Slum conditions return to Britain as housing crisis brings squalor, exploitation
Dickensian housing conditions reminiscent of the Victorian era have returned to Britain amid a rise in private renters living in squalid lodgings and rogue landlords demanding sex in return for delayed rent.
According to local authorities and housing activists the lack of housing stock, affordable homes and regulation is forcing more and more people, especially vulnerable and low income workers into deceitful contracts and precarious rents.
A Sky News investigation spoke to dancer Sandrine Anterrion, who found herself in a homelessness cycle after being evicted for refusing to perform sexual favors on her landlord in exchange for rent. She now lives in a “flea-infested London flat with no hot water or working toilet.”
“I just had to sleep in the kitchen because there was no carpet there and I ended up sleeping on chairs for like three or four years,” she told the channel.
“I also had no toilet for three years. If I needed to go I had to go to Asda [supermarket] and to the library.
“I think if an animal lived in those conditions, the RSPCA [Royal Society for the Prevention of Cruelty to Animals] would have to come down and deal with it."
Launching his campaign to remain leader of the Labour Party on Thursday, Jeremy Corbyn highlighted how women and young people in particular find themselves trapped in poor housing conditions.
“Young workers are institutionally discriminated against, not entitled to the full minimum wage, not entitled to equal rates of housing benefit and so many are now saddled with huge student debts,” he said.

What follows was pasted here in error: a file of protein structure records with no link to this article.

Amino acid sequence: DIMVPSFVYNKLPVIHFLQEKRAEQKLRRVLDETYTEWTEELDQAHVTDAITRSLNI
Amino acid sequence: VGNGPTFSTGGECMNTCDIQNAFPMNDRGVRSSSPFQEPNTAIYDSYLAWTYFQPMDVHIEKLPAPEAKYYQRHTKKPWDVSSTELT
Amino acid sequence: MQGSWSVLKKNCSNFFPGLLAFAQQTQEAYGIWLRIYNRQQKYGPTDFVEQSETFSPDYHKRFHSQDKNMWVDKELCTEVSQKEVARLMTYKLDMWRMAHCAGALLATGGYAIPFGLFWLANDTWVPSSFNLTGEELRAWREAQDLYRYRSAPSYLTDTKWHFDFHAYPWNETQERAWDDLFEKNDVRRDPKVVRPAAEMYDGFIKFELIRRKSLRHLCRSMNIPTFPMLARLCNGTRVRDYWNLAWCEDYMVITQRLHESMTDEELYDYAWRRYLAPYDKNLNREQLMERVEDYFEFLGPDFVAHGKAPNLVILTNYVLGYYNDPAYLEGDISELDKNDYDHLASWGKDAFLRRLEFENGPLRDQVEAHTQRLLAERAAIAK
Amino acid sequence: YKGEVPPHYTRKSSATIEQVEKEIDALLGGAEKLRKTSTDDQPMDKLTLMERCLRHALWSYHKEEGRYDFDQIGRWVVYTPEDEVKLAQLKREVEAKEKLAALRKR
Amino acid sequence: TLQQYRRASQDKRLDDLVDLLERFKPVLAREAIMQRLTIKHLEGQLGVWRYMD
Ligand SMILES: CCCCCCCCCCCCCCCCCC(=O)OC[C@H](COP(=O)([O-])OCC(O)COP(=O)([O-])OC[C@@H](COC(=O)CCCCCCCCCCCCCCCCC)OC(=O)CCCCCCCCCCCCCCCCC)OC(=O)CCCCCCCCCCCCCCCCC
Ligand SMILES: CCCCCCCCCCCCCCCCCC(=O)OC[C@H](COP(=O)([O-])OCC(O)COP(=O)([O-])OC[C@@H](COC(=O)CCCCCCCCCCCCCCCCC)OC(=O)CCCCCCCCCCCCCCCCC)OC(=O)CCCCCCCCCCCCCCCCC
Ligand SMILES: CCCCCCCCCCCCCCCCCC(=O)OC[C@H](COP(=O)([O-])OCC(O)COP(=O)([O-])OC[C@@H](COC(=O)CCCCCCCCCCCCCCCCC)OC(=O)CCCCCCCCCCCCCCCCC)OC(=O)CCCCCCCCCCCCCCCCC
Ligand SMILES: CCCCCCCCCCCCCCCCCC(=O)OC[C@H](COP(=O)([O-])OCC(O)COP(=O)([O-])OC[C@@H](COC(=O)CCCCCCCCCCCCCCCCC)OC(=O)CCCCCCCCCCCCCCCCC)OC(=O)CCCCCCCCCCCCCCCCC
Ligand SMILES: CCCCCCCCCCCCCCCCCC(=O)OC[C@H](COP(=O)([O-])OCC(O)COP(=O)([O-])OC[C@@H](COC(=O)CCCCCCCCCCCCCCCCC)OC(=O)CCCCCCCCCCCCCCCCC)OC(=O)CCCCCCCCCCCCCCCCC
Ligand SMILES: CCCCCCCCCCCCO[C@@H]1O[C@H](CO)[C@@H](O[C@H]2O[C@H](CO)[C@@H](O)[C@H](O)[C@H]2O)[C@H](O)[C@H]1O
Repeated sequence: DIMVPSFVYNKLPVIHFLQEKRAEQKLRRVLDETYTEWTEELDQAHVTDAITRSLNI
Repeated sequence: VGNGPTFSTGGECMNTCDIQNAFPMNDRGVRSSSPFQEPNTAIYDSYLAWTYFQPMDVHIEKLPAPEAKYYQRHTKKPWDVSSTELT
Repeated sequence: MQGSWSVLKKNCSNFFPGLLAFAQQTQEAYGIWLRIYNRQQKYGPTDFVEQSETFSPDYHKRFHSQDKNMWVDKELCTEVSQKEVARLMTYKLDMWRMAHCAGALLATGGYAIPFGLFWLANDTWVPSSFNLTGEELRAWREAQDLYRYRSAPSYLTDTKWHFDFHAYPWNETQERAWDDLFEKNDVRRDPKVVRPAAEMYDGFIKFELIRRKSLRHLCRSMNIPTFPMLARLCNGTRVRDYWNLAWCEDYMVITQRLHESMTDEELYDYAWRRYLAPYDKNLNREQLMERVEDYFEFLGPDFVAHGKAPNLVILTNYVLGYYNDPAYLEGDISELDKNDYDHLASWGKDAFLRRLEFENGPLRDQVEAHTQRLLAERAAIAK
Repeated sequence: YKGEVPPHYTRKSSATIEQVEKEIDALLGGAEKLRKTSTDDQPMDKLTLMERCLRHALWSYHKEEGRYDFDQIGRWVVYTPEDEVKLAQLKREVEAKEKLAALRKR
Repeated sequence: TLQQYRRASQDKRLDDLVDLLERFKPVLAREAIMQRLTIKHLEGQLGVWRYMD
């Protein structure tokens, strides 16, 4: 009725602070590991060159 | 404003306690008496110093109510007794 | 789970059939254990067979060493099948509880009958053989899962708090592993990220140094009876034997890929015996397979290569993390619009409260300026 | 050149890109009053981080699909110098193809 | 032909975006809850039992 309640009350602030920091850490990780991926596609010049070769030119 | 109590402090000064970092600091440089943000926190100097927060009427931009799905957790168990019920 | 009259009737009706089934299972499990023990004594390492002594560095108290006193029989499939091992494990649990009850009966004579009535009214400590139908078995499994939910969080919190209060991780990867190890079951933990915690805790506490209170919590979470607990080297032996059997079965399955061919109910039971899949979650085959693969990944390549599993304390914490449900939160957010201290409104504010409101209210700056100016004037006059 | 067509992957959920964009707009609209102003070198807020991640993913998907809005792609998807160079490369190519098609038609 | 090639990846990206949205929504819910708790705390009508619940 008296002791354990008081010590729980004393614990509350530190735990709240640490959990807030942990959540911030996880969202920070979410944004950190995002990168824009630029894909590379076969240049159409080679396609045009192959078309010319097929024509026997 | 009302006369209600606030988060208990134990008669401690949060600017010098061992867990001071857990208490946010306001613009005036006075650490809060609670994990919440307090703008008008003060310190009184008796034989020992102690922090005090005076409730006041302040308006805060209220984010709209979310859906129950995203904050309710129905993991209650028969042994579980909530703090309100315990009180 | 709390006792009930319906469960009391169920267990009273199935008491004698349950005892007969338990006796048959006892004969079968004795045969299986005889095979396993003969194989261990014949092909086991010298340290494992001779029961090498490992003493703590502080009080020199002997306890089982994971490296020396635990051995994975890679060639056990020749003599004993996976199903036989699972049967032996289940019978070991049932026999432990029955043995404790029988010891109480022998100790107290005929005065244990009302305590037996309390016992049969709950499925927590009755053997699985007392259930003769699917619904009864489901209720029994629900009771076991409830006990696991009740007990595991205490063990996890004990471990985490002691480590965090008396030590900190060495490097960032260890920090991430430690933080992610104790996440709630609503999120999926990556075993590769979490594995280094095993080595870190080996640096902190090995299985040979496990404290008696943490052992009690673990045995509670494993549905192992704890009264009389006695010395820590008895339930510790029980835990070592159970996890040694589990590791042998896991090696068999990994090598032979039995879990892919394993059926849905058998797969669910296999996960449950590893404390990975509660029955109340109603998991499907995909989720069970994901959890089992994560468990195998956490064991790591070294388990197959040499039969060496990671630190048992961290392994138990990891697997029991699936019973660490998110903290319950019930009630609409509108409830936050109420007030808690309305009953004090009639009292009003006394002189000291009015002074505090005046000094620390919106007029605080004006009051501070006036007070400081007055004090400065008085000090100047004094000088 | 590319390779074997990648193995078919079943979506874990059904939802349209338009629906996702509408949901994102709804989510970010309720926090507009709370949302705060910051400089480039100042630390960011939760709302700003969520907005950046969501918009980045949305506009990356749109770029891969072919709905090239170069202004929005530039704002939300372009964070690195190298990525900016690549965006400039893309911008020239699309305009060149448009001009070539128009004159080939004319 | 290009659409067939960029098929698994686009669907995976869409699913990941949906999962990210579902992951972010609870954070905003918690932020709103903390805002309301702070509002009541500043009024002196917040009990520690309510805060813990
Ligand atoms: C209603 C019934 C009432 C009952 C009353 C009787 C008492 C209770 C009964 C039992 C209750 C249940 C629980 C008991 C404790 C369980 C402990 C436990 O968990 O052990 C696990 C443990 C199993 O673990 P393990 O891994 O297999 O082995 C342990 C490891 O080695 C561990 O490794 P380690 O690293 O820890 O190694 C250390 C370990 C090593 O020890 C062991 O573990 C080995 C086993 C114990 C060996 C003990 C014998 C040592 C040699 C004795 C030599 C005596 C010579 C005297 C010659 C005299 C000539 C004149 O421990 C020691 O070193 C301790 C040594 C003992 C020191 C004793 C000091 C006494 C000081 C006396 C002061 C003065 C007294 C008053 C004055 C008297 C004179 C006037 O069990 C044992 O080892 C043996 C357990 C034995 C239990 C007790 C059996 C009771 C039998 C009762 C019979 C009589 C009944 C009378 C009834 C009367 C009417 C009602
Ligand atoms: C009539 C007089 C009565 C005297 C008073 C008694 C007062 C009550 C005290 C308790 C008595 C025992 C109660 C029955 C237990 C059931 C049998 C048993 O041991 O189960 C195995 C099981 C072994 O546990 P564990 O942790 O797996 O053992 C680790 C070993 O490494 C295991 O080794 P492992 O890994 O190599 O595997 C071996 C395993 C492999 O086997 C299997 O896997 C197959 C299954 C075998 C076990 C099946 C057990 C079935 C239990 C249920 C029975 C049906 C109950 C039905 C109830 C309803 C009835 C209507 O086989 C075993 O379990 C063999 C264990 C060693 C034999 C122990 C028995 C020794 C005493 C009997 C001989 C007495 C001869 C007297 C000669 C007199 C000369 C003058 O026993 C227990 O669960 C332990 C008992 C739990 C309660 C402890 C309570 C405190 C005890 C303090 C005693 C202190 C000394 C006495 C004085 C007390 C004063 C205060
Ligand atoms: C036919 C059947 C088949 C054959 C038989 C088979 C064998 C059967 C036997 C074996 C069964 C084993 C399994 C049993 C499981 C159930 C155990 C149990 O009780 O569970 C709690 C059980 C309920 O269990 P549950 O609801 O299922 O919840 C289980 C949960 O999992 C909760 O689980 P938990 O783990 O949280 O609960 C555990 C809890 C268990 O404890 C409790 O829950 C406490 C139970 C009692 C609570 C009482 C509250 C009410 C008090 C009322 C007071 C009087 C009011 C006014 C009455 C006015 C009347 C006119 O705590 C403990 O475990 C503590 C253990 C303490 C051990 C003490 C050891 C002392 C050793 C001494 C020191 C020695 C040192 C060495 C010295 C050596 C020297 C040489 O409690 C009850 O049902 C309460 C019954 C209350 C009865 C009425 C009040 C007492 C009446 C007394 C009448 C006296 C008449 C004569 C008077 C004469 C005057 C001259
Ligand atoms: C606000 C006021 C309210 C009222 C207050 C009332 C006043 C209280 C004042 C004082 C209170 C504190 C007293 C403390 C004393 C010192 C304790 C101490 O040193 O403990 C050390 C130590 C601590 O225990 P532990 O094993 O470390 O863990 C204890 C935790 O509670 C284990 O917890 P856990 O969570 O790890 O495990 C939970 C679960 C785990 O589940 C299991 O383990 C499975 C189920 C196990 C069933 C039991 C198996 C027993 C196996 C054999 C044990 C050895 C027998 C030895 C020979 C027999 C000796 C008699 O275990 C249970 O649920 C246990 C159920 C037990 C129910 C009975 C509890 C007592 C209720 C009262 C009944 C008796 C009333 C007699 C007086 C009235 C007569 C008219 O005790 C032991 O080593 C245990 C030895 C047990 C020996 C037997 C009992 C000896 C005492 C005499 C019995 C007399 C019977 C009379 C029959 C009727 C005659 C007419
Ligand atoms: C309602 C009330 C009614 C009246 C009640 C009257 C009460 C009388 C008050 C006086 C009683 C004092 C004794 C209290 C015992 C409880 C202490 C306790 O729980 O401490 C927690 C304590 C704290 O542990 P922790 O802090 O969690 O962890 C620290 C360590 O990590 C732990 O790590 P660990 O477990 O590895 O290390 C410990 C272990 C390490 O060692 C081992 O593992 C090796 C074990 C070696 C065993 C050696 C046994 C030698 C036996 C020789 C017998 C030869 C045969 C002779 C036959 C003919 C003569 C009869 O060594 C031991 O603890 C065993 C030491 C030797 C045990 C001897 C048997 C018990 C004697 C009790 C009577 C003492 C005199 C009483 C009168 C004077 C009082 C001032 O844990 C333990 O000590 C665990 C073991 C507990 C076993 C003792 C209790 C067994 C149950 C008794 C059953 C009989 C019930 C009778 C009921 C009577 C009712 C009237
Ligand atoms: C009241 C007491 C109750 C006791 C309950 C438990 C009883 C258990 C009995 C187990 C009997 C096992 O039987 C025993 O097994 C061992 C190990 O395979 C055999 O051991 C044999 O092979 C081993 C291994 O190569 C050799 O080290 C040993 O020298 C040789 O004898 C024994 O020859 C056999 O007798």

According to Sky News research, one third of privately rented homes fall below the standards of health and safety and habitability expected by the British government.
Private renters paid upfront fees averaging £223 for new tenancies in 2014/15, according to the English Housing Survey— hilaryosborne (@hilaryosborne) July 21, 2016
@genrentuk new starter in my office: "I'm saving for a deposit, but I have no idea when I'll get there."— Charlotte Stretch (@stretchify) July 21, 2016
He's not talking about buying.
Around 740,000 homes are also physically unsafe, with hazards such as rodents, damp and features that place inhabitants at risk of a fall or injury. The owners of these homes make an estimate £5.6 billion (US$7.4 billion) each year in rent.
“Rents are going up and wages aren’t. People still need to get to work, especially in high demand areas. Moving further away from the city is not an option because all that money you’re saving on rent is just going to your train fare, so people are willing to take whatever they can get in their price range and that creates an opportunity for rogue landlords to exploit,” Generation Rent lobbying group director Betsy Dillner said.
Anyone living in unsafe conditions that their landlord is failing to fix should contact their local council - but they need more resources— Generation Rent (@genrentuk) July 21, 2016
Private renting officials in London’s local councils say poor conditions and tenant complaints are something they are coming across on a “regular basis.”
Compared to the 1970s, when social housing made up one third of the stock available, the stock of council housing has flat-lined at 17 percent of the market since 2013.
“We’re determined to create a bigger, better private rented sector that meets the needs of tenants and encourages investment in quality homes for rent,” said a spokesperson for the Department for Communities and Local Government.
“This includes cracking down on rogue landlords with more over 40,000 properties inspected and more than 3,000 landlords facing further enforcement action or prosecution.”